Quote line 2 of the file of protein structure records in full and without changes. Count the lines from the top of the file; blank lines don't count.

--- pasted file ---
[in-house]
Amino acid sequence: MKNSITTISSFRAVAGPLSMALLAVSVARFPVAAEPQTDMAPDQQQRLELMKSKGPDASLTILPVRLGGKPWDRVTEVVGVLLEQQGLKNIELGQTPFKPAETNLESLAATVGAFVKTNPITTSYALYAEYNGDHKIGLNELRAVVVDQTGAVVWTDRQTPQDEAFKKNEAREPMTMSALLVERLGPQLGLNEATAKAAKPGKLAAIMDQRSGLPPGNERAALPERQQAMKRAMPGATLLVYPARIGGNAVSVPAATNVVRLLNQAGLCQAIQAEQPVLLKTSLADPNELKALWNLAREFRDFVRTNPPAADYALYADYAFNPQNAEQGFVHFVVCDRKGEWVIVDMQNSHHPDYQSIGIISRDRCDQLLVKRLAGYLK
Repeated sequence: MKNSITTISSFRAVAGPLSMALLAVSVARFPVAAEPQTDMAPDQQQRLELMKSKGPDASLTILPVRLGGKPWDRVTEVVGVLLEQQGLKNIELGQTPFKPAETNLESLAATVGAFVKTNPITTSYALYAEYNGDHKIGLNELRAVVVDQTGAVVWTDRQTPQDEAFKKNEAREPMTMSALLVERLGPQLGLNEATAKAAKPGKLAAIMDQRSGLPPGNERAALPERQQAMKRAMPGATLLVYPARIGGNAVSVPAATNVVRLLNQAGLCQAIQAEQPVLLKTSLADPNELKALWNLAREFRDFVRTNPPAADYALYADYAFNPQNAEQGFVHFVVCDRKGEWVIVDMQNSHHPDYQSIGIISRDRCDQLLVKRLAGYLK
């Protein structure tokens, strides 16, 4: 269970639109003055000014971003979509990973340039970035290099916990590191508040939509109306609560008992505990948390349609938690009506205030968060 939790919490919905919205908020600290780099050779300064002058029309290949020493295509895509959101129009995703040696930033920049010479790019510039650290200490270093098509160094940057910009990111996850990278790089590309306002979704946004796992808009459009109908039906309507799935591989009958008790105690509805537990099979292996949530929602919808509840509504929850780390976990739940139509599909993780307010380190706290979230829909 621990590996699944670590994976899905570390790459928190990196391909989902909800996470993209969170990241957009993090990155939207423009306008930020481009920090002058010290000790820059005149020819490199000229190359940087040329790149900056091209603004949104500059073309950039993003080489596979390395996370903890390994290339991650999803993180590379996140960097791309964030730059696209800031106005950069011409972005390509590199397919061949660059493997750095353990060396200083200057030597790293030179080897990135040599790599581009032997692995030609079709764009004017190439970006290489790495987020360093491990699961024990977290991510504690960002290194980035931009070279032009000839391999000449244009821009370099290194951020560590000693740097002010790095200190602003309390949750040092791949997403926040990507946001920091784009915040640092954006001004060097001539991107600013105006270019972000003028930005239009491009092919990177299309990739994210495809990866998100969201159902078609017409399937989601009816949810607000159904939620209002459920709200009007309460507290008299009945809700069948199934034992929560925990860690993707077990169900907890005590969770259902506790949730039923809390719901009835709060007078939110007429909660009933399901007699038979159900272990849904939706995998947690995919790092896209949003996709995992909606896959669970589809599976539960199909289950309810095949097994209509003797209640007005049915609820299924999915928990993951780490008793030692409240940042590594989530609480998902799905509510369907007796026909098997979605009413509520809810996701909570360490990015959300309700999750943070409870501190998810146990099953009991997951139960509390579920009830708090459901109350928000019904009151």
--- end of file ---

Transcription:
Amino acid sequence: MKNSITTISSFRAVAGPLSMALLAVSVARFPVAAEPQTDMAPDQQQRLELMKSKGPDASLTILPVRLGGKPWDRVTEVVGVLLEQQGLKNIELGQTPFKPAETNLESLAATVGAFVKTNPITTSYALYAEYNGDHKIGLNELRAVVVDQTGAVVWTDRQTPQDEAFKKNEAREPMTMSALLVERLGPQLGLNEATAKAAKPGKLAAIMDQRSGLPPGNERAALPERQQAMKRAMPGATLLVYPARIGGNAVSVPAATNVVRLLNQAGLCQAIQAEQPVLLKTSLADPNELKALWNLAREFRDFVRTNPPAADYALYADYAFNPQNAEQGFVHFVVCDRKGEWVIVDMQNSHHPDYQSIGIISRDRCDQLLVKRLAGYLK